Effects of a before school physical activity program on physical activity, musculoskeletal fitness, and cognitive function
Knight, Noelle A.
Regular physical activity is important for everybody, but may be especially beneficial for children. Despite this, most children in the United States do not meet physical activity recommendations. Schools are a prime location for targeting the physical activity levels of children given their ability to reach many children in one accessible and safe location. Unfortunately, schools provide limited opportunities for children to be active during the school day as pressures increase to focus more on academic work. Cutting physical activity time during the school day may have a negative impact on children's physical and mental health. Purpose: The purpose of this study was to evaluate the effects of a simple, low-cost physical activity program before school on third-grade children's physical activity levels, musculoskeletal fitness, and cognitive function. Methods: Physical activity was measured daily at the 10-week program using pedometers. Physical activity during the school day was measured by accelerometers for one week while the program was in session and for one week after the program ended. Musculoskeletal fitness was measured using four tests during early and late intervention. Cognitive function was assessed at the beginning of the program on a day children did not attend the before-school activity program, and near the end of the program on a day children spent at least 10 minutes engaged in physical activity at the program. Results: Twenty-eight children attended the program for 30 or more days, for an average of 17.4 (± 1.8) minutes per day. According to pedometer data, over the course of the program children took an average of 987 (± 344) steps and were active at a rate of 58.6 (± 20.8) steps per minute each day at the before school program. Children did not become less active as the program went on, but rather took significantly more steps in mid-intervention and late intervention than in early intervention. Accelerometer data collected during four days of the program showed that participants spent 22.1 (± 8.5) percent of their time at the program in moderate-to-vigorous physical activity. On days that participants attended the program, they spent slightly more time in light, moderate, and vigorous physical activity and took more steps per minute on average during the school day than they did on days after the program was over. Participants also spent less time in sedentary behavior on school days when they attended the before school program versus days without the program, suggesting that students did not compensate on days they were active at the program by being less active during the school day. No differences were seen from early to late intervention in any of the musculoskeletal fitness tests. Analysis of cognitive function measures showed that participants made fewer errors on each of the three CogState assessment tests on days when they engaged in 10 minutes of physical activity at the program compared to days when they did not attend the program before taking the assessments. When participants engaged in physical activity for 10 minutes prior to CogState assessments, they made an average of 7.54 fewer errors during the Groton Maze Learning Task (ES = -0.26), 2.25 fewer errors during the One Back Task (ES = -0.27), and 33.35 fewer errors during the Continuous Paired Associate Learning Task (ES = -0.51) than on days when they did not attend the program before taking assessments. When participants took the assessments after 10 minutes of activity, reaction time did not change significantly (mean of the log10 transformed reaction time, 2.96 ± 0.18 vs. 2.95 ± 0.14, ES = -0.04). Conclusions: This study suggests that a low-cost, before school physical activity program can positively impact certain domains of cognitive function, including attention, working memory, spatial memory, and executive function. Also, providing children with an opportunity to be active before the school day may help them accumulate more physical activity and spend less time in sedentary behavior during the school day, which may lead to an increase in overall physical activity and associated physical and mental health benefits.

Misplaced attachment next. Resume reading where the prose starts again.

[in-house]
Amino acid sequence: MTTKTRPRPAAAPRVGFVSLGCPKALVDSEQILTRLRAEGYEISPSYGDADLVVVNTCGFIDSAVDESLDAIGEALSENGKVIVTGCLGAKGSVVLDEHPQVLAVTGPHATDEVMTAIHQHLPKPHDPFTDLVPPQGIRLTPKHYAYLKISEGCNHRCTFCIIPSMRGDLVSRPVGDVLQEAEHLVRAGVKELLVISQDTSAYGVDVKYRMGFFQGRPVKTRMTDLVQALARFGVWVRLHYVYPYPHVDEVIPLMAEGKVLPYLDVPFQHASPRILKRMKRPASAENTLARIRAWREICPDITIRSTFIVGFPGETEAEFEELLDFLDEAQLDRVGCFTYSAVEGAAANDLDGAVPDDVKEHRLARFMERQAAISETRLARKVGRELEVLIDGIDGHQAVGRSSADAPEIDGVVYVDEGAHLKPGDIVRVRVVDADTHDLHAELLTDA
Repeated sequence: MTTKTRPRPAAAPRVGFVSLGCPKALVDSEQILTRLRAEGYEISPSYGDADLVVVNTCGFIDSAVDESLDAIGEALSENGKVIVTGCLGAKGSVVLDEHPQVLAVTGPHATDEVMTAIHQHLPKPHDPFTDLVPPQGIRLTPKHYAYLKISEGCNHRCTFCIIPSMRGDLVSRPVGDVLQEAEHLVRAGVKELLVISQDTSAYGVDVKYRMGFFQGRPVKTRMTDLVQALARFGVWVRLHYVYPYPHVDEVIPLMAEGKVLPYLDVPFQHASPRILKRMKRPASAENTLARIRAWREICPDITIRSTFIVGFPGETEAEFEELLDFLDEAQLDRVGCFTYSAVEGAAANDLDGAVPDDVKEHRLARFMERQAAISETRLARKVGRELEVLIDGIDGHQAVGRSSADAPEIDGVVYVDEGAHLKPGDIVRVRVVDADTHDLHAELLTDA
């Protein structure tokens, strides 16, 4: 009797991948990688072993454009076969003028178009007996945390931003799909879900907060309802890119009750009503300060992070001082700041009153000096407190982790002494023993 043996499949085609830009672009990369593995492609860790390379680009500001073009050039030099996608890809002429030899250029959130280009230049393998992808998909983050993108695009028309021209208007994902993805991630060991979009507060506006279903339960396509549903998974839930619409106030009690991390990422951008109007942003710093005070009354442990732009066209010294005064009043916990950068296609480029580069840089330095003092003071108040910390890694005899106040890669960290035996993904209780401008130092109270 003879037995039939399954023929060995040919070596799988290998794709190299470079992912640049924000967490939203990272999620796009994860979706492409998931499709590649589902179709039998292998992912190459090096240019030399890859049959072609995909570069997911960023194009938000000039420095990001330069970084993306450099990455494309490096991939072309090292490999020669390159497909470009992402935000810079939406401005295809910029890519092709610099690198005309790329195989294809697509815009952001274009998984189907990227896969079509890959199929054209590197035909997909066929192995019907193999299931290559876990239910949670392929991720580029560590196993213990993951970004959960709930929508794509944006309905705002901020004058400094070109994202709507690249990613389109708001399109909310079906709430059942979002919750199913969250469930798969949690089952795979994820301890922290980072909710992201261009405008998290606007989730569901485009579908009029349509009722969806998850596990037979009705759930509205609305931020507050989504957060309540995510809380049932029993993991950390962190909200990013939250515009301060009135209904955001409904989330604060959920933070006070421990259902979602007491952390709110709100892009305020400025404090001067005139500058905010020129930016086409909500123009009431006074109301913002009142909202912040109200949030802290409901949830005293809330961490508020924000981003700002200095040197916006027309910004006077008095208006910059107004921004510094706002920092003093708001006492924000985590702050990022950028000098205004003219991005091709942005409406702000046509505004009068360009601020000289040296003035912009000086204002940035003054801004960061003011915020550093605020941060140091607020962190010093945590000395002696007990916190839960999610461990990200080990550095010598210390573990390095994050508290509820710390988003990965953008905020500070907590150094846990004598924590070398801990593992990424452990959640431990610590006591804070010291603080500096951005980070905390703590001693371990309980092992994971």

Knight, Noelle A.. (January 2015). Effects of a before school physical activity program on physical activity, musculoskeletal fitness, and cognitive function (Master's Thesis, East Carolina University). Retrieved from the Scholarship. (http://hdl.handle.net/10342/4876.)
Knight, Noelle A.. Effects of a before school physical activity program on physical activity, musculoskeletal fitness, and cognitive function. Master's Thesis. East Carolina University, January 2015. The Scholarship. http://hdl.handle.net/10342/4876. September 19, 2020.
Knight, Noelle A., “Effects of a before school physical activity program on physical activity, musculoskeletal fitness, and cognitive function” (Master's Thesis., East Carolina University, January 2015).
Knight, Noelle A.. Effects of a before school physical activity program on physical activity, musculoskeletal fitness, and cognitive function [Master's Thesis]. Greenville, NC: East Carolina University; January 2015.
East Carolina University